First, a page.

Alienware makes some capable gaming laptops but they have not been extremely innovative in the hardware the past couple of years. Sure, they had some cosmetic additions but little when it comes to performance in gaming. Many of their competitors have been looking at offering mobile gaming performance in thinner and lighter designs. With their latest Alienware 13, they are looking to make a more compact gaming laptop that also has the potential for some very powerful performance that can be upgraded over time. This has always been a problem for laptop computers as their graphics are generally set at the time of purchase and can never be upgraded. How is Dell able to pull this off for their new compact gaming laptop?
The Laptop Hardware
So one of the big goals of the Alienware 13 is to make the system more compact. Most of the Alienware systems are well over an inch in thickness and tend to be quite heavy. Side by side with its other laptops, the Alienware 13 is quite svelte at just over an inch in thickness but it is still quite far from the but it weighs roughly the same.
The processor for the Alienware 13 is the Intel Core i5-4200U dual core mobile processor regardless of the configuration that you select. This is an ultra-low voltage processor common to many ultrabooks. It is a decent processor and will handle PC gaming that is mostly graphics limited these days but it is not something you really expect in a gaming system. After all, others are using higher performance processors in smaller designs.
The graphics are also fixed regardless of which configuration you get. It uses the NVIDIA GeForce GTX 860M which is a generation behind the latest 900 series graphics. This graphics solution is not uncommon as it does have the performance to get up to 1920×1080 resolutions in many current games but sometimes filters or detail levels have to be turned down to keep frame rates above 30. It certainly is questionable as how well it will handled new AAA gaming titles in the next couple of years.
So, what is the difference between the $999 base and higher systems then? The storage capacity and memory do differ slightly from 8GB to 16GB of memory and 500GB hard drives to a 256GB solid state drive. In terms of gaming though, the display panel comes in one of three resolutions with 1366×768 for the base model which is sadly disappointing for a gaming system. The next step up is the 1920×1080 panel that you would expect for a gaming laptop. Finally, there is the 2560×1440 panel that offers higher resolutions but the graphics will struggle to run at in most modern games. This is where the new expandable graphics become key.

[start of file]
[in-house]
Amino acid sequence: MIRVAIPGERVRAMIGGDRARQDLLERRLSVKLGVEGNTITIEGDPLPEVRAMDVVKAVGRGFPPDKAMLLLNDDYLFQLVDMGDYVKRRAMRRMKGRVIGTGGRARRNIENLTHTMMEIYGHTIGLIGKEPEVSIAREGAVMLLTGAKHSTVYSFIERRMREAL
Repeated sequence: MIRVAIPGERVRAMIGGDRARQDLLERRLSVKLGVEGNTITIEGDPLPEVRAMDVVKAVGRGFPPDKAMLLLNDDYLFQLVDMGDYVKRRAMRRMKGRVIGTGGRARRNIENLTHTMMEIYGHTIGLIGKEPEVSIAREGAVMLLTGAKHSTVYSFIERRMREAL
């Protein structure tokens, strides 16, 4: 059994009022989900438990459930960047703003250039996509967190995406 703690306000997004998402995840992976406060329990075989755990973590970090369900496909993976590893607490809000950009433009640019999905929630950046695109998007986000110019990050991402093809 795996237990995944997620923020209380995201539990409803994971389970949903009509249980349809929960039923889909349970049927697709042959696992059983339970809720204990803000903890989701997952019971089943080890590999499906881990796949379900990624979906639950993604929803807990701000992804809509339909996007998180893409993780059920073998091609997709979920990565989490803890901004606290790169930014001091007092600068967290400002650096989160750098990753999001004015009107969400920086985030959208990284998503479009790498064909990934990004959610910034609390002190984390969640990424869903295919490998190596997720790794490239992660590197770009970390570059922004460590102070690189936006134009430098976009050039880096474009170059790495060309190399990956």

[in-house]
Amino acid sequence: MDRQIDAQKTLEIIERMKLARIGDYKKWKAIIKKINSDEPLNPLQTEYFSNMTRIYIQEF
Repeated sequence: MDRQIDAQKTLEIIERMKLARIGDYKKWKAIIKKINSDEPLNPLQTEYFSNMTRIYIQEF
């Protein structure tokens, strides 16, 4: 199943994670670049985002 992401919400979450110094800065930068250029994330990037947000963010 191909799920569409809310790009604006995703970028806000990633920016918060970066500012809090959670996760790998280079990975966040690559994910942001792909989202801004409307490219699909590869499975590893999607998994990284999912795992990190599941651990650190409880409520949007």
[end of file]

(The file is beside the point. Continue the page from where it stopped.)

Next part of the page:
The solution that Dell has come up with the Alienware 13 is something they call the Graphics Amplifier. In essence, it is an external enclosure that houses a standard desktop PCI-Express graphics card that then connects to the laptop through a proprietary cable and port on the laptop. This is something that was tried in the past with some laptops using the ExpressCard slot that was once fairly common on laptops but it never really caught on because of some of the technical issues involved.
While this solution does indeed allow the graphics for the laptop to be upgraded to any current desktop graphics card say like the new NVIDIA GTX 970 or 980 cards, it is effectively making the laptop and its overall graphics performance into a desktop system as the amplifier is certainly not something to carry around with a laptop. For one, it requires AC power unlike the laptop that has internal batteries.
Now the Graphics Amplifier does have a bit more flexibility that past solutions because it does not require an external monitor to use. Yes, the graphics amplifier can be used to accelerate what the laptop shows on its display. This is something that would certainly be beneficial for those looking to get the Alienware
13 with the 2560×1440 panel and play at full resolution with fast frame rates. It can also be used with external monitors as well if you would prefer to say game at 4K when at home.
The Graphics Amplifier costs $299.99 without a graphics card installed. So in addition to the external unit, you also have to buy the graphics card which can cost upwards of $500 or more. With the low general performance of the Alienware 13 from the ultra-low voltage processors, gamers might want to spend a bit more and get a faster desktop system for home and then just use the laptop when on the go.
Is This Something to Consider?
By itself, the Alienware 13 is a decent if a bit limited compact gaming laptop with a decent starting price. There are better options out there for those that want either better performance or portability but they will generally cost a bit more. But what if you factor in the Graphics Amplifier? It does at least let the Alienware 13 be a viable gaming laptop for longer than those that have fixed graphics but it becomes less portable in order to achieve that. The cost is the prohibitive factor here. For several hundred more than the cost of the Graphics Amplifier and the graphics card to go in it, you can build a higher performing desktop system. The only downside is that you will of course be completely limited to the desktop to have that performance and would need an external monitor which you don’t necessarily need with the Alienware 13 plus the Graphics Amplifier.
I would say the success of this solution is going to depend on if the Graphics Amplifier port is going to be integrated into future versions of Alienware’s larger laptop systems which are more popular for those concerned about high performance gaming might be willing to trade portability for the ability to upgrade the graphics without having to replace the whole laptop.